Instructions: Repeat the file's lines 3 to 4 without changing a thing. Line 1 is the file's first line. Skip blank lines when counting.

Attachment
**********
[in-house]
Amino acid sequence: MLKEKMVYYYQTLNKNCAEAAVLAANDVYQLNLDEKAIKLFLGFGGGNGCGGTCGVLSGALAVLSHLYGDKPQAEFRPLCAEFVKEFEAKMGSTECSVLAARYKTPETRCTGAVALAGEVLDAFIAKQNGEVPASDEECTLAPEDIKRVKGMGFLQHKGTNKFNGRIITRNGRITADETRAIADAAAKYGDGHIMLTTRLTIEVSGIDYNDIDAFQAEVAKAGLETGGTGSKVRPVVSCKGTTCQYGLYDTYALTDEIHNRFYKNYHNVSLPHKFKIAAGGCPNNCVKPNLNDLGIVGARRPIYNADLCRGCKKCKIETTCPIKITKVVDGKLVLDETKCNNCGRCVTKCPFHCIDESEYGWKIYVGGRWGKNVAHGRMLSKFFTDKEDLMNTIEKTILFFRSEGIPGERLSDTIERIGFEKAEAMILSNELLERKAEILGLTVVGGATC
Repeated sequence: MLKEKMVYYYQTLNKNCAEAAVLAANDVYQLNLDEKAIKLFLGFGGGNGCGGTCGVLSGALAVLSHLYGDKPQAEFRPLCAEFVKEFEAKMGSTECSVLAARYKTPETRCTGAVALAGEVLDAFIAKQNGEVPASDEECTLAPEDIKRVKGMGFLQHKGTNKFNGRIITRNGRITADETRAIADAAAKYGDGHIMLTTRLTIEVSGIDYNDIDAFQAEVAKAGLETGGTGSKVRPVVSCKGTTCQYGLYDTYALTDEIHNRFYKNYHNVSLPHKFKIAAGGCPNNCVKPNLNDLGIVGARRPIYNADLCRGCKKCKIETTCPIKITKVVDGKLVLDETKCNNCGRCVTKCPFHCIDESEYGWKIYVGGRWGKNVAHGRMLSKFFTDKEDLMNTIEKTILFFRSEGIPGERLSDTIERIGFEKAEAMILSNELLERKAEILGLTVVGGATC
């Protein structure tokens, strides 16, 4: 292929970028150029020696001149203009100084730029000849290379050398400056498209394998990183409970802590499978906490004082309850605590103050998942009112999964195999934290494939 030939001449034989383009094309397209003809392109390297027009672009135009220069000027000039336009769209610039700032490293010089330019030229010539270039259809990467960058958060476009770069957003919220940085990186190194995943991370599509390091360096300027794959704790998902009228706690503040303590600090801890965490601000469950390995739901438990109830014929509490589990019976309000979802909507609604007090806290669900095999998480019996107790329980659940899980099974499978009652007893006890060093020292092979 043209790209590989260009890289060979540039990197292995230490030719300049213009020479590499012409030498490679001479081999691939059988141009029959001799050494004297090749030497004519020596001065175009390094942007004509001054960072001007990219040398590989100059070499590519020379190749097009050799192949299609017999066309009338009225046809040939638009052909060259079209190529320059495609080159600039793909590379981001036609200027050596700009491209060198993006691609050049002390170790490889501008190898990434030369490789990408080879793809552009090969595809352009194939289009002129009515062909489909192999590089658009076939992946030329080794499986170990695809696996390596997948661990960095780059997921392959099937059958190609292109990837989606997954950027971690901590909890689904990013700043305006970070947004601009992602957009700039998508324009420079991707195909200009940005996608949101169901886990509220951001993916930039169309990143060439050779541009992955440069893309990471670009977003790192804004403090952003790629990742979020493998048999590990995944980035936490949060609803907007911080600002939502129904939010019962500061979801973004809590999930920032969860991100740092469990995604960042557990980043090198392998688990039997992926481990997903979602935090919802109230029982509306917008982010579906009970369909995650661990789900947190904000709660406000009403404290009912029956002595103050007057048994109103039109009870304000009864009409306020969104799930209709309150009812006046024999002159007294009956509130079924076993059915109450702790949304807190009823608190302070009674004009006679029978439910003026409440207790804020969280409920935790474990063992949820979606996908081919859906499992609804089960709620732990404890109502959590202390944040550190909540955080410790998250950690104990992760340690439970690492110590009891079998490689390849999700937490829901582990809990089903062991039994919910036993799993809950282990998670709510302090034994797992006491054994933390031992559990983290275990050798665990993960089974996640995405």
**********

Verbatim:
Repeated sequence: MLKEKMVYYYQTLNKNCAEAAVLAANDVYQLNLDEKAIKLFLGFGGGNGCGGTCGVLSGALAVLSHLYGDKPQAEFRPLCAEFVKEFEAKMGSTECSVLAARYKTPETRCTGAVALAGEVLDAFIAKQNGEVPASDEECTLAPEDIKRVKGMGFLQHKGTNKFNGRIITRNGRITADETRAIADAAAKYGDGHIMLTTRLTIEVSGIDYNDIDAFQAEVAKAGLETGGTGSKVRPVVSCKGTTCQYGLYDTYALTDEIHNRFYKNYHNVSLPHKFKIAAGGCPNNCVKPNLNDLGIVGARRPIYNADLCRGCKKCKIETTCPIKITKVVDGKLVLDETKCNNCGRCVTKCPFHCIDESEYGWKIYVGGRWGKNVAHGRMLSKFFTDKEDLMNTIEKTILFFRSEGIPGERLSDTIERIGFEKAEAMILSNELLERKAEILGLTVVGGATC
């Protein structure tokens, strides 16, 4: 292929970028150029020696001149203009100084730029000849290379050398400056498209394998990183409970802590499978906490004082309850605590103050998942009112999964195999934290494939 030939001449034989383009094309397209003809392109390297027009672009135009220069000027000039336009769209610039700032490293010089330019030229010539270039259809990467960058958060476009770069957003919220940085990186190194995943991370599509390091360096300027794959704790998902009228706690503040303590600090801890965490601000469950390995739901438990109830014929509490589990019976309000979802909507609604007090806290669900095999998480019996107790329980659940899980099974499978009652007893006890060093020292092979 043209790209590989260009890289060979540039990197292995230490030719300049213009020479590499012409030498490679001479081999691939059988141009029959001799050494004297090749030497004519020596001065175009390094942007004509001054960072001007990219040398590989100059070499590519020379190749097009050799192949299609017999066309009338009225046809040939638009052909060259079209190529320059495609080159600039793909590379981001036609200027050596700009491209060198993006691609050049002390170790490889501008190898990434030369490789990408080879793809552009090969595809352009194939289009002129009515062909489909192999590089658009076939992946030329080794499986170990695809696996390596997948661990960095780059997921392959099937059958190609292109990837989606997954950027971690901590909890689904990013700043305006970070947004601009992602957009700039998508324009420079991707195909200009940005996608949101169901886990509220951001993916930039169309990143060439050779541009992955440069893309990471670009977003790192804004403090952003790629990742979020493998048999590990995944980035936490949060609803907007911080600002939502129904939010019962500061979801973004809590999930920032969860991100740092469990995604960042557990980043090198392998688990039997992926481990997903979602935090919802109230029982509306917008982010579906009970369909995650661990789900947190904000709660406000009403404290009912029956002595103050007057048994109103039109009870304000009864009409306020969104799930209709309150009812006046024999002159007294009956509130079924076993059915109450702790949304807190009823608190302070009674004009006679029978439910003026409440207790804020969280409920935790474990063992949820979606996908081919859906499992609804089960709620732990404890109502959590202390944040550190909540955080410790998250950690104990992760340690439970690492110590009891079998490689390849999700937490829901582990809990089903062991039994919910036993799993809950282990998670709510302090034994797992006491054994933390031992559990983290275990050798665990993960089974996640995405």